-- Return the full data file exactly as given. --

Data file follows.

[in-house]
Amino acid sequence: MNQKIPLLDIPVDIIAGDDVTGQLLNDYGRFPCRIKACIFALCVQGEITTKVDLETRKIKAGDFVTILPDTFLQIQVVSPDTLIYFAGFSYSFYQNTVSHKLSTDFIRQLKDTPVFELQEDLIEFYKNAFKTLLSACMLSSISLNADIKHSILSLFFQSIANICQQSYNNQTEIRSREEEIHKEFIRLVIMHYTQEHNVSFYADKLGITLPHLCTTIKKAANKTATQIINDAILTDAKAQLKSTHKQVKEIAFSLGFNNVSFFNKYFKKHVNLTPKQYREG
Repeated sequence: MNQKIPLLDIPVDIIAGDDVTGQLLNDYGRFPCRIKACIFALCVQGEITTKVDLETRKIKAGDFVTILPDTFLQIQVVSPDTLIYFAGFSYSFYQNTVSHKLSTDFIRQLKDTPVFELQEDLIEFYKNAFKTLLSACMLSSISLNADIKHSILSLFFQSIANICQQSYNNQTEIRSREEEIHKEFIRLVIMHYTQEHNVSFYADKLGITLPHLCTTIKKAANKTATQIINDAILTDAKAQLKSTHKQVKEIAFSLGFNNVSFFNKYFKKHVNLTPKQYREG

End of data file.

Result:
[in-house]
Amino acid sequence: MNQKIPLLDIPVDIIAGDDVTGQLLNDYGRFPCRIKACIFALCVQGEITTKVDLETRKIKAGDFVTILPDTFLQIQVVSPDTLIYFAGFSYSFYQNTVSHKLSTDFIRQLKDTPVFELQEDLIEFYKNAFKTLLSACMLSSISLNADIKHSILSLFFQSIANICQQSYNNQTEIRSREEEIHKEFIRLVIMHYTQEHNVSFYADKLGITLPHLCTTIKKAANKTATQIINDAILTDAKAQLKSTHKQVKEIAFSLGFNNVSFFNKYFKKHVNLTPKQYREG
Repeated sequence: MNQKIPLLDIPVDIIAGDDVTGQLLNDYGRFPCRIKACIFALCVQGEITTKVDLETRKIKAGDFVTILPDTFLQIQVVSPDTLIYFAGFSYSFYQNTVSHKLSTDFIRQLKDTPVFELQEDLIEFYKNAFKTLLSACMLSSISLNADIKHSILSLFFQSIANICQQSYNNQTEIRSREEEIHKEFIRLVIMHYTQEHNVSFYADKLGITLPHLCTTIKKAANKTATQIINDAILTDAKAQLKSTHKQVKEIAFSLGFNNVSFFNKYFKKHVNLTPKQYREG